Well, don't look now ... or rather, do look now. Look very carefully. The science and technology company, Leidos, announced on January 27 that a 42-foot work boat equipped with the experimental "maritime autonomy system" successfully completed the first "self-guided" voyage between Gulfport and Pascagoula, Mississippi. The prototype system, developed as part of the U.S. Defense Advanced Research Projects Agency (DARPA) Anti-Submarine Warfare Continuous Trail Unmanned Vessel (ACTUV) program, had previously completed 42 successful days of at-sea demonstration, as well as approximately 26,000 simulation runs, but this was the first time a fully self-guided voyage had been undertaken.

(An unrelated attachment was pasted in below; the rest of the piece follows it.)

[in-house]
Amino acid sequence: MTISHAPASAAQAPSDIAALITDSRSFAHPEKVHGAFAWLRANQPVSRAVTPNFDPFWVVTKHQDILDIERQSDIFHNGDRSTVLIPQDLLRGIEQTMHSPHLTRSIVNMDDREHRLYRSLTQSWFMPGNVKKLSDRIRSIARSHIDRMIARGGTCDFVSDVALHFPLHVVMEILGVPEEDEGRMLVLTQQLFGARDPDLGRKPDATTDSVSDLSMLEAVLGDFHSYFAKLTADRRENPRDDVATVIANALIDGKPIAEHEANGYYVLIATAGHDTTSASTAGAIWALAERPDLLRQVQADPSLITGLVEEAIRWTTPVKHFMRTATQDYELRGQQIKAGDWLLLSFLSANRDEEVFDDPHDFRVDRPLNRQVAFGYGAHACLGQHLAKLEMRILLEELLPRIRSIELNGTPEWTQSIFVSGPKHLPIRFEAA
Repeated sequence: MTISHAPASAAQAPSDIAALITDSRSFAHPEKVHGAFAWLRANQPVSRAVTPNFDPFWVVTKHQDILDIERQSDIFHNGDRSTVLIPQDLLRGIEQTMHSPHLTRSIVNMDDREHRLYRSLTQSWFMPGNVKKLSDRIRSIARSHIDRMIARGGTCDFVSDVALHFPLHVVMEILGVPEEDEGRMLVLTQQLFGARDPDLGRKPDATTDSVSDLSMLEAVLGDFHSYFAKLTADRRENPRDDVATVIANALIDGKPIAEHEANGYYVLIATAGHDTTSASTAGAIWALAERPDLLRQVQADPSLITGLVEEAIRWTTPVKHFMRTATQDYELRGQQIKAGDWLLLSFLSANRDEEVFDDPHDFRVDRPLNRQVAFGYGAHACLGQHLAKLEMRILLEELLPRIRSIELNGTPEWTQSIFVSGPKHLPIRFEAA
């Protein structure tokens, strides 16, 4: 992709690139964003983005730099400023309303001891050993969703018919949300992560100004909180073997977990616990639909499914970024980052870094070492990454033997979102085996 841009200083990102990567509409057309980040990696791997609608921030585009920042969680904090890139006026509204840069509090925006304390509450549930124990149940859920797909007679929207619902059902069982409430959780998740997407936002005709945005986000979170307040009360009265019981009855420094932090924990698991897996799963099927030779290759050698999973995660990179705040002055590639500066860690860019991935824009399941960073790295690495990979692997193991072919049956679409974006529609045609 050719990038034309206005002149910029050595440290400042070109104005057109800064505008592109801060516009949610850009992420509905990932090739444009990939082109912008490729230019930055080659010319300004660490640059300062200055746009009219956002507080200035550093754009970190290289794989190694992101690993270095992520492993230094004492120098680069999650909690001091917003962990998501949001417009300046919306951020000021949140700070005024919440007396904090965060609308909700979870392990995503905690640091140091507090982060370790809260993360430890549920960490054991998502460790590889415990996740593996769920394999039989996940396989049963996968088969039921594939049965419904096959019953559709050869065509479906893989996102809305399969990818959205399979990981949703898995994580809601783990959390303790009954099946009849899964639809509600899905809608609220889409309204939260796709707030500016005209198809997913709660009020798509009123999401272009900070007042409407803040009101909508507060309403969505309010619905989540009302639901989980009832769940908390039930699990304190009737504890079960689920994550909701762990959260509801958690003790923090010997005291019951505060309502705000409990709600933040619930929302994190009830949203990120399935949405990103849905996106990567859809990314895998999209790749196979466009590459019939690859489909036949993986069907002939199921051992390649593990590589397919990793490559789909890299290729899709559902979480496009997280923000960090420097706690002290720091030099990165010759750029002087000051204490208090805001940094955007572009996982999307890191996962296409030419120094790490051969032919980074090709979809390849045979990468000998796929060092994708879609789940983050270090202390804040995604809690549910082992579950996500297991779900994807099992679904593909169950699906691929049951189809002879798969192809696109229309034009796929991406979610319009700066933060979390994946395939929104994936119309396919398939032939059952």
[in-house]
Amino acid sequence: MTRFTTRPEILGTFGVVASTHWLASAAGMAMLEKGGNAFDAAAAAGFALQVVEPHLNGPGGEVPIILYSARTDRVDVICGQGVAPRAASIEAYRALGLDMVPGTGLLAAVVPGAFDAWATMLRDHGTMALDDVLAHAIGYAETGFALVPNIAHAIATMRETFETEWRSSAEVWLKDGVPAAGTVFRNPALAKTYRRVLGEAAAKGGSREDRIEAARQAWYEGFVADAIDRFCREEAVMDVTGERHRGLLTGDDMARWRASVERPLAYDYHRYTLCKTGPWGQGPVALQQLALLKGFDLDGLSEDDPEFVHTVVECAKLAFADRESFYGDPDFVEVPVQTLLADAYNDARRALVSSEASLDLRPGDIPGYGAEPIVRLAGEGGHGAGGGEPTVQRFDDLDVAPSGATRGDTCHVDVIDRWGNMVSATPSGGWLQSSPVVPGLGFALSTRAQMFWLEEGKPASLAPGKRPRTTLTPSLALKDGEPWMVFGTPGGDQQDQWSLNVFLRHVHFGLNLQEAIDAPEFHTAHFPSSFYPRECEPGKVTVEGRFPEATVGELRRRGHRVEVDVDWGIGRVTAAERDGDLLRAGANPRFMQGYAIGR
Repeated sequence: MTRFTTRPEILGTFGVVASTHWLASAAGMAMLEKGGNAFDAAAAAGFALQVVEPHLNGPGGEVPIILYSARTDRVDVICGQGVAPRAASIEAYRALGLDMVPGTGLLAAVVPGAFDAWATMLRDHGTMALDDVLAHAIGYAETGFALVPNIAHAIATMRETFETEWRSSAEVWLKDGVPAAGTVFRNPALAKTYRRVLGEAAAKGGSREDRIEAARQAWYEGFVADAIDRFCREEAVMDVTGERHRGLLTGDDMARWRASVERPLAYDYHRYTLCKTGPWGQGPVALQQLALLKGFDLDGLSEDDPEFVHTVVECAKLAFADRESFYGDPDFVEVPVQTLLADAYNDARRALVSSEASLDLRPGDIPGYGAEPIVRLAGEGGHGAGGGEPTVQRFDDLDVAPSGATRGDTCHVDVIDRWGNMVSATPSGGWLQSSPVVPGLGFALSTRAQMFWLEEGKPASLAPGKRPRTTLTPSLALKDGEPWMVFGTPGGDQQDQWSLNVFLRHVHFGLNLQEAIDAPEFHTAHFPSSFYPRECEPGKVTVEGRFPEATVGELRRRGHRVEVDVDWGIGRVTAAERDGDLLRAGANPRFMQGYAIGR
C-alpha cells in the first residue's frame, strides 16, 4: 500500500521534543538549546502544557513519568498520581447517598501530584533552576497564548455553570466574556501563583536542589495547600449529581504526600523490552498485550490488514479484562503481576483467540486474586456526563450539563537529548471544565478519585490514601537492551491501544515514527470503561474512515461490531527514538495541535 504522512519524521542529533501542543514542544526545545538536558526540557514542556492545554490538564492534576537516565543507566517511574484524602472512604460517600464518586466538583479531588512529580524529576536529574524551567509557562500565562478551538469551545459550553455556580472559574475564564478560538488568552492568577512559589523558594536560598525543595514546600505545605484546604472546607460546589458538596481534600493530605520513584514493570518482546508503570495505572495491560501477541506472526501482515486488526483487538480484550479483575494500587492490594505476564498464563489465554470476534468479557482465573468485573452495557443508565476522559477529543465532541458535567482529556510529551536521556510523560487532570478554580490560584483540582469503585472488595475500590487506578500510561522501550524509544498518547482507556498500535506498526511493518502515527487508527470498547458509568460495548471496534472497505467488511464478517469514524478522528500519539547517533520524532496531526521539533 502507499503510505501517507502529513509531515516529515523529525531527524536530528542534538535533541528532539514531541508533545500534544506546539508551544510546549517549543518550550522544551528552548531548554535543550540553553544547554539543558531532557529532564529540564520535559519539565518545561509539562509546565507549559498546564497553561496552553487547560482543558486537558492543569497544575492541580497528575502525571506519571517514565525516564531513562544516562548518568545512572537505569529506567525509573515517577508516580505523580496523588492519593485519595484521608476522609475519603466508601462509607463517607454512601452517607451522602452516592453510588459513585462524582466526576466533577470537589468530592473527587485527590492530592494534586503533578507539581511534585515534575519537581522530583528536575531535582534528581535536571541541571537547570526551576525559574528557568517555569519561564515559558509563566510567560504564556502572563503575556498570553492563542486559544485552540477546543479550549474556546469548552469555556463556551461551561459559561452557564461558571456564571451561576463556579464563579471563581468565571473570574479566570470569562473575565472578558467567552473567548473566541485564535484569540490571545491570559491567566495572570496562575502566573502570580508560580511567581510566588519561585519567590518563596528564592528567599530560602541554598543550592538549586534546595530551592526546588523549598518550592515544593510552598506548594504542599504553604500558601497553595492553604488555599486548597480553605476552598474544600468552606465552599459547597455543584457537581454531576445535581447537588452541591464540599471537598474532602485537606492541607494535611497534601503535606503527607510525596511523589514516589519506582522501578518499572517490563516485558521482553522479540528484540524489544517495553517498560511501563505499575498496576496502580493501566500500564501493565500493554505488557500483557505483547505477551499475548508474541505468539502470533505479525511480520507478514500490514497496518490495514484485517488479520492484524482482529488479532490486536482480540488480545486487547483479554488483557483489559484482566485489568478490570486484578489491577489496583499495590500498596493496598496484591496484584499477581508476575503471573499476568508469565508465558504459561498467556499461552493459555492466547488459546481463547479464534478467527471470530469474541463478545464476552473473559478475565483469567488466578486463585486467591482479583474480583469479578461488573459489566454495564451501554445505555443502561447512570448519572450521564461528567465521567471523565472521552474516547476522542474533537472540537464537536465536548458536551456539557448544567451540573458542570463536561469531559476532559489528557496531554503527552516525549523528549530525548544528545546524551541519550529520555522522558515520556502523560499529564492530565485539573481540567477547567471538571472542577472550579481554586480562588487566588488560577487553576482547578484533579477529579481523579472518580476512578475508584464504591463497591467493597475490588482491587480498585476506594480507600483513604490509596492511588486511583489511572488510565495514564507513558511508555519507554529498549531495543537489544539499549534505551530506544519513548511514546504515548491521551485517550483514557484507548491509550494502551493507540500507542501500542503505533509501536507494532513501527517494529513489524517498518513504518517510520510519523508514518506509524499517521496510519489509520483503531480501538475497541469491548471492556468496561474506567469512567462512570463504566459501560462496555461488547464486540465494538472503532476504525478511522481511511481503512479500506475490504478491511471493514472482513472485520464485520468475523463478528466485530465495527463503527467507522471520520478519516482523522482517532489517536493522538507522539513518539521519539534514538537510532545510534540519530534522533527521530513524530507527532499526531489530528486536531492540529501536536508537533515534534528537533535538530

Using a navigational chart of the area loaded into its memory and inputs from its commercial-off-the-shelf radars, Leidos said that the surrogate vessel successfully sailed the 35 nautical miles within the inshore environment of the Gulf Intracoastal Waterway. During its voyage the maritime autonomy system avoided all obstacles, buoys, land, shoal water, and other vessels in the area and safely followed the COLREGS. Leidos intends to use the system on the Sea Hunter, the first ACTUV prototype vessel, which is scheduled to be launched in late 2015 and begin testing on the Columbia River shortly thereafter.

But don't despair — this technology is highly sophisticated and top secret. We'll probably be enjoying our driverless cars way before they take the helm away from us ...